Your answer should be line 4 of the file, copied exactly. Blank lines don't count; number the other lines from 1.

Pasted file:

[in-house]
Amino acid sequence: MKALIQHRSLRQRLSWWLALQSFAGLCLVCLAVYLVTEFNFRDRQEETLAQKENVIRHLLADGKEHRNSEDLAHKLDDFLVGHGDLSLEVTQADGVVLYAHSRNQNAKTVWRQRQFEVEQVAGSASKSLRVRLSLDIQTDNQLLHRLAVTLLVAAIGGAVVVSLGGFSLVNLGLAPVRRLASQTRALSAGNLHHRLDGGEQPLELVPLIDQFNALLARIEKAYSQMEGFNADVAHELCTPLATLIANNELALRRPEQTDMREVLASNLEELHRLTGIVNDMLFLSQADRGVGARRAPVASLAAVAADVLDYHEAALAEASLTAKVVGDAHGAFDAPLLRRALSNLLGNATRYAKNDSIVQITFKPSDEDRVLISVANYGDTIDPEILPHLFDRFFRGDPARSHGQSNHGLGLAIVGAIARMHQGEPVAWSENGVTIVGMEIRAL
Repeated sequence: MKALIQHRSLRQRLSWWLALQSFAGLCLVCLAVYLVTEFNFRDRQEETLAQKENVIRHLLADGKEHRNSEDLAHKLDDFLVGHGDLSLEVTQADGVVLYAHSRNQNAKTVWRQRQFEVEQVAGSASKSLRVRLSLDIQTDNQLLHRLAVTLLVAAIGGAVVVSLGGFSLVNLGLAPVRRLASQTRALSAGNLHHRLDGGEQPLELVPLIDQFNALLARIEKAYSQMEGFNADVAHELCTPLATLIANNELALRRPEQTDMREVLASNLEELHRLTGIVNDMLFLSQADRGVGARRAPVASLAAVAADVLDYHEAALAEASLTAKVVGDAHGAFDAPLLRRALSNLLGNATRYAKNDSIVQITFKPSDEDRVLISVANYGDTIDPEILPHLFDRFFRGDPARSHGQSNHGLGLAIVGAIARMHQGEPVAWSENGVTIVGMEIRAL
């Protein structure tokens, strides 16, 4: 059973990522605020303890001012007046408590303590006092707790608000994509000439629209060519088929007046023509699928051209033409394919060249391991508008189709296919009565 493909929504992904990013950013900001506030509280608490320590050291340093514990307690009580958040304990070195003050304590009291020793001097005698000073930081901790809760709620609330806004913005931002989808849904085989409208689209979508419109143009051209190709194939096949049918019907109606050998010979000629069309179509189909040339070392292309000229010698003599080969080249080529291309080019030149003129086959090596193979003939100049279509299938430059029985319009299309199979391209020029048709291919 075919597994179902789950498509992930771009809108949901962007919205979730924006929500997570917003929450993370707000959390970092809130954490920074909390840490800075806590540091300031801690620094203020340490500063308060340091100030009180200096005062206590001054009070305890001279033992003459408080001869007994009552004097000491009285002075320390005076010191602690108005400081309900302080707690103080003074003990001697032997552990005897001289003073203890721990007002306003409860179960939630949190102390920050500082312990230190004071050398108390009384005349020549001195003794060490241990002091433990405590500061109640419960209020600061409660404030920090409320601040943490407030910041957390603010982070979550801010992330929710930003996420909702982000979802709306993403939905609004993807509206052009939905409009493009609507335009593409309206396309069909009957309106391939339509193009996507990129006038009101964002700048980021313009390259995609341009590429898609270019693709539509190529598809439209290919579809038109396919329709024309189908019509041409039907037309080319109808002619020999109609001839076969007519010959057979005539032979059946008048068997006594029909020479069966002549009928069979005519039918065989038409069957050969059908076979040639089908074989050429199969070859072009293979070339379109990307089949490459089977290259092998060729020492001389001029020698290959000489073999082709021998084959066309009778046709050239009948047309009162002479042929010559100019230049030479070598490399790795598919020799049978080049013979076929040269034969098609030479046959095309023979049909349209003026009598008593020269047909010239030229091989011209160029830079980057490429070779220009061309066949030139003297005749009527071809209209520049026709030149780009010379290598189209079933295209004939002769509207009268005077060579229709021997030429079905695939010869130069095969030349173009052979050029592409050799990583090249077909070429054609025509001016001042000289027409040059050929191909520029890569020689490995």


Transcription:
């Protein structure tokens, strides 16, 4: 059973990522605020303890001012007046408590303590006092707790608000994509000439629209060519088929007046023509699928051209033409394919060249391991508008189709296919009565 493909929504992904990013950013900001506030509280608490320590050291340093514990307690009580958040304990070195003050304590009291020793001097005698000073930081901790809760709620609330806004913005931002989808849904085989409208689209979508419109143009051209190709194939096949049918019907109606050998010979000629069309179509189909040339070392292309000229010698003599080969080249080529291309080019030149003129086959090596193979003939100049279509299938430059029985319009299309199979391209020029048709291919 075919597994179902789950498509992930771009809108949901962007919205979730924006929500997570917003929450993370707000959390970092809130954490920074909390840490800075806590540091300031801690620094203020340490500063308060340091100030009180200096005062206590001054009070305890001279033992003459408080001869007994009552004097000491009285002075320390005076010191602690108005400081309900302080707690103080003074003990001697032997552990005897001289003073203890721990007002306003409860179960939630949190102390920050500082312990230190004071050398108390009384005349020549001195003794060490241990002091433990405590500061109640419960209020600061409660404030920090409320601040943490407030910041957390603010982070979550801010992330929710930003996420909702982000979802709306993403939905609004993807509206052009939905409009493009609507335009593409309206396309069909009957309106391939339509193009996507990129006038009101964002700048980021313009390259995609341009590429898609270019693709539509190529598809439209290919579809038109396919329709024309189908019509041409039907037309080319109808002619020999109609001839076969007519010959057979005539032979059946008048068997006594029909020479069966002549009928069979005519039918065989038409069957050969059908076979040639089908074989050429199969070859072009293979070339379109990307089949490459089977290259092998060729020492001389001029020698290959000489073999082709021998084959066309009778046709050239009948047309009162002479042929010559100019230049030479070598490399790795598919020799049978080049013979076929040269034969098609030479046959095309023979049909349209003026009598008593020269047909010239030229091989011209160029830079980057490429070779220009061309066949030139003297005749009527071809209209520049026709030149780009010379290598189209079933295209004939002769509207009268005077060579229709021997030429079905695939010869130069095969030349173009052979050029592409050799990583090249077909070429054609025509001016001042000289027409040059050929191909520029890569020689490995």